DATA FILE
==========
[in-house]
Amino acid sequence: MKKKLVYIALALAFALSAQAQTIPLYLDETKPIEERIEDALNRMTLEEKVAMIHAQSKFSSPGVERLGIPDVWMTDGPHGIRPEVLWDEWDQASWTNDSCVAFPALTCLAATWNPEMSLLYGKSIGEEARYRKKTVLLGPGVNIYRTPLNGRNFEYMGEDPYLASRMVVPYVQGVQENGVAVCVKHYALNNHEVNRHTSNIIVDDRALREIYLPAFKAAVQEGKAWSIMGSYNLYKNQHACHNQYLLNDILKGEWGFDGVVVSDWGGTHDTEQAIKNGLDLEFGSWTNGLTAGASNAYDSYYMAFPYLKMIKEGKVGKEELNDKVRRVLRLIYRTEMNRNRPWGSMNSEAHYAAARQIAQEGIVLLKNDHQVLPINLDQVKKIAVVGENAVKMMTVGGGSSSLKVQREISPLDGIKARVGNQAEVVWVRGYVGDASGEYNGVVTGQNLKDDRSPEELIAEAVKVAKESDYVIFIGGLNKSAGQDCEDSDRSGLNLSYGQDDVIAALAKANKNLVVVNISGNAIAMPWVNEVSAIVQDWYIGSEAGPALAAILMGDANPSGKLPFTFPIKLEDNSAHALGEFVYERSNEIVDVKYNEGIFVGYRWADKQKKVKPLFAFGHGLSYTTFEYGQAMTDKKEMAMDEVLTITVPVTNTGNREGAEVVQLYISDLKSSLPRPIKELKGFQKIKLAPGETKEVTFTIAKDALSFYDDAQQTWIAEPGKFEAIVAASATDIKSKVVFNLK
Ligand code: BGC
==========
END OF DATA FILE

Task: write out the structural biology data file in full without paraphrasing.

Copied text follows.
[in-house]
Amino acid sequence: MKKKLVYIALALAFALSAQAQTIPLYLDETKPIEERIEDALNRMTLEEKVAMIHAQSKFSSPGVERLGIPDVWMTDGPHGIRPEVLWDEWDQASWTNDSCVAFPALTCLAATWNPEMSLLYGKSIGEEARYRKKTVLLGPGVNIYRTPLNGRNFEYMGEDPYLASRMVVPYVQGVQENGVAVCVKHYALNNHEVNRHTSNIIVDDRALREIYLPAFKAAVQEGKAWSIMGSYNLYKNQHACHNQYLLNDILKGEWGFDGVVVSDWGGTHDTEQAIKNGLDLEFGSWTNGLTAGASNAYDSYYMAFPYLKMIKEGKVGKEELNDKVRRVLRLIYRTEMNRNRPWGSMNSEAHYAAARQIAQEGIVLLKNDHQVLPINLDQVKKIAVVGENAVKMMTVGGGSSSLKVQREISPLDGIKARVGNQAEVVWVRGYVGDASGEYNGVVTGQNLKDDRSPEELIAEAVKVAKESDYVIFIGGLNKSAGQDCEDSDRSGLNLSYGQDDVIAALAKANKNLVVVNISGNAIAMPWVNEVSAIVQDWYIGSEAGPALAAILMGDANPSGKLPFTFPIKLEDNSAHALGEFVYERSNEIVDVKYNEGIFVGYRWADKQKKVKPLFAFGHGLSYTTFEYGQAMTDKKEMAMDEVLTITVPVTNTGNREGAEVVQLYISDLKSSLPRPIKELKGFQKIKLAPGETKEVTFTIAKDALSFYDDAQQTWIAEPGKFEAIVAASATDIKSKVVFNLK
Ligand code: BGC